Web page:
Europe's compact minivan sales forecast to see steady decline
LONDON -- Europe's compact minivan segment is forecast to continually decline until 2020 because of rising demand for SUVs and crossovers. The overall annual volume for models such as the Volkswagen Touran and Renault Scenic is expected to slip below 500,000 in 2020 from 644,300 last year, according to LMC Automotive, which also predicts flat sales of about 167,000 a year for premium models in the sector during the rest of the decade.
Last year, total sales in the segment dropped by 4.4 percent to 820,3000, with volume models decreasing almost 7 percent. Sales of premium compact minivans, led by BMW's 2-series Active and Grand Tourer, grew in 2016, but they lost ground in the first two months of this year, according to data from JATO Dynamics. Sales are on the decline because automakers are either replacing their compact minivans with SUVs or launching SUVs that offer much of the flexibility and practicality typically found in their minivans. "The popularity of the compact SUV is their main threat," JATO Dynamics global analyst Felipe Munoz said.
That popularity is well illustrated by what has happened at Peugeot. The French automaker replaced its 3008 minivan with a SUV-styled successor that uses the same name in late 2016. Peugeot sold twice as many 3008s in the first two months of the year and its volume of 21,431 units was better than Europe's biggest-selling minivan, the VW Touran, during that time frame, according to JATO data. In 2016, the Touran was the dominant compact minivan in Europe. Sales of the model, which was replaced in 2015, rose 52 percent last year to 112,850 units. The Touran's sales, however, have slowed as its two-month volume was down 8 percent. The minivan, which is available with seven seats, will come under further pressure when the seven-seat Allspace version of the Tiguan compact SUV goes on sale later this year.
VW's UK brand director, Alison Jones, admitted that the Allspace would poach some customers from the Touran, but she believes the minivan remains a key model. "We still see a solid place for Touran in our sales," Jones said. Several automakers have a different view: Mazda, Seat, Fiat, Honda and Skoda have all left the segment. Skoda's replacement was the seven-seat Kodiaq SUV.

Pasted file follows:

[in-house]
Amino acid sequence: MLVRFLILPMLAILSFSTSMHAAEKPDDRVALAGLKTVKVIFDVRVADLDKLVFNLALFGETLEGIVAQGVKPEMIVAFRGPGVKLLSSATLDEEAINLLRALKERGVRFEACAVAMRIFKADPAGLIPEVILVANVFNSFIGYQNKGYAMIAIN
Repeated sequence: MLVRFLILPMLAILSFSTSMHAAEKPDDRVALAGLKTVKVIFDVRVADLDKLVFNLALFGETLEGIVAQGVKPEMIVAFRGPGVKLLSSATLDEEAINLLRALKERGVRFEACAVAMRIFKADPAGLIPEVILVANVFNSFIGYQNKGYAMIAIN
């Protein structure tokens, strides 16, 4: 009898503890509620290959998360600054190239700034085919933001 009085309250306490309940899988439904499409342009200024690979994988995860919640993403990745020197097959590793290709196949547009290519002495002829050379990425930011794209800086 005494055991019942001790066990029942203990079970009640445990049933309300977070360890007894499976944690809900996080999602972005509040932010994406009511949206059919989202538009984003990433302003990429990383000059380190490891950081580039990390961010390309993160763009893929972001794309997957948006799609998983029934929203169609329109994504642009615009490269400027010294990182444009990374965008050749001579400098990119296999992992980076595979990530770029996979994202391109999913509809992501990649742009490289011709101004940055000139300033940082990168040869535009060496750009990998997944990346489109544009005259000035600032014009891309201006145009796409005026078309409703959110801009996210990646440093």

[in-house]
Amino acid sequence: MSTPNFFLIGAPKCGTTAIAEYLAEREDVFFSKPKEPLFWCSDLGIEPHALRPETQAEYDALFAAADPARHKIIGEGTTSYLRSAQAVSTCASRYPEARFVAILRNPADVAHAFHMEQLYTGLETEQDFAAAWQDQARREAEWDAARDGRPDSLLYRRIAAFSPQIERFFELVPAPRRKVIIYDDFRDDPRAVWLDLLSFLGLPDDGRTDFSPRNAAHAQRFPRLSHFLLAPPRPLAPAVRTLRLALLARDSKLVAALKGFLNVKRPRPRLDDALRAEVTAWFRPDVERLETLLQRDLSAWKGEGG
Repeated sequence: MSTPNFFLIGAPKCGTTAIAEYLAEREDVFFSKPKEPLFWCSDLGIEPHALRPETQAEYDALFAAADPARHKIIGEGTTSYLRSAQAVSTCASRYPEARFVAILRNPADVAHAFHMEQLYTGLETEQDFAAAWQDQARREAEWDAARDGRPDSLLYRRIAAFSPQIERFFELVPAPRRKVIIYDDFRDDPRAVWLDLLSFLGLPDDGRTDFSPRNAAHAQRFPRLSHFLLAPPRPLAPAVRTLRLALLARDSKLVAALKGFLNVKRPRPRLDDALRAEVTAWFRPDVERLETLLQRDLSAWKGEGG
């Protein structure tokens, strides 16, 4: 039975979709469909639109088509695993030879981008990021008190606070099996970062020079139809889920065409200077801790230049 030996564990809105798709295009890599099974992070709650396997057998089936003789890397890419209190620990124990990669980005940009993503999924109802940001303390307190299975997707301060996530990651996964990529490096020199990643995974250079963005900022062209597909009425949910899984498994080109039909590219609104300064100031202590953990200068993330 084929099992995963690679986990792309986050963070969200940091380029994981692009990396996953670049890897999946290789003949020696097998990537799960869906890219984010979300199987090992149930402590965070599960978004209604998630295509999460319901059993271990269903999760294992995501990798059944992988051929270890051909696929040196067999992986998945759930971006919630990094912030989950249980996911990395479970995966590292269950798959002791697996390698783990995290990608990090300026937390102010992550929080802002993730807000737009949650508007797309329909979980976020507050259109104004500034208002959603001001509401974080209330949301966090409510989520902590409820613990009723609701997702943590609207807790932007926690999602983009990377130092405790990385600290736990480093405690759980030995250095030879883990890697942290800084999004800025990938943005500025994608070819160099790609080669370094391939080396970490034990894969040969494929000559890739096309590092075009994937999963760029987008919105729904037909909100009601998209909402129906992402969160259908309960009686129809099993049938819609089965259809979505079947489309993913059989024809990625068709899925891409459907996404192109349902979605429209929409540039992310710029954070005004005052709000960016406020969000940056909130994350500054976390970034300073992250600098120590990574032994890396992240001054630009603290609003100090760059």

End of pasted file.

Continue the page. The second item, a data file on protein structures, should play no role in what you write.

Even Renault, which created the modern compact minivan segment in 1996 with the Scenic, has been forced to adapt. Last year it tried a new approach with the fourth-generation Scenic. Instead of focusing entirely on practicality, Renault chief designer Laurens van den Acker went for a more emotional design. "It is a sexier and more modern take" on the minivan, he said at the car's launch last year.
It was a repeat of a technique Renault used when it debuted a new, more SUV-like version of the Espace large minivan in 2015. "It [the Espace] became a little less functional but a lot more attractive and this hasn't chased away clients as much as we feared," van den Acker told Automotive News Europe. The new five-seat Scenic and seven-seat Grand Scenic are closely related to the Kadjar compact SUV, which has resulted in higher ground clearance and greater width than before. "On paper they're the same car, if you compare spreadsheets," van den Acker said.
The new Scenic will also be one of the first production cars in Europe to offer a 48-volt hybrid drive. Sourced from Continental and Schaeffler and mated to Renault’s 1.6-liter diesel, the 48-volt system cuts carbon dioxide output to 92 grams per kilometer compared to 100g/km for the equivalent diesel without it. Renault will roll out variants of the Scenic with the system in Europe later this year.
Despite the changes, the Scenic has yet to make a big leap in the segment. Through two months, European sales were up 4.7 percent to 12,224, putting it just ahead of Ford's C-Max range but it still trails the older Citroen Picasso family, according to JATO figures. "Renault's attempt at a more aggressive 'SUV wannabe' Scenic hasn't had much effect," JATO's Munoz said.
France was Europe's top minivan market in terms of total share in 2016 with 8.6 percent, but that had fallen to 7.3 percent in the first two months of this year after sales dropped 16 percent. Of the top 10 European markets for this segment, seven saw double-digit percentage decreases in the first two months, with fourth-placed Spain dropping 23 percent, according to JATO figures. Last year, Germany was the biggest market for overall sales and remained No. 1 in the first two months of this year. Germany was helped by sales of locally made models such as the Touran, 2 series, Mercedes B-class and Opel Zafira.
Opel says it will continue to build the Zafira despite announcing it will launch the Grandland X compact SUV at the beginning of 2018 on the same platform as the hot-selling Peugeot 3008. JATO, however, predicts the German automaker will eventually drop the Zafira from its portfolio. By 2020, Opel aims to have four SUVs, which could give it the confidence to leave the compact minivan sector despite the success it has brought the brand since launching the original Zafira in 1999.
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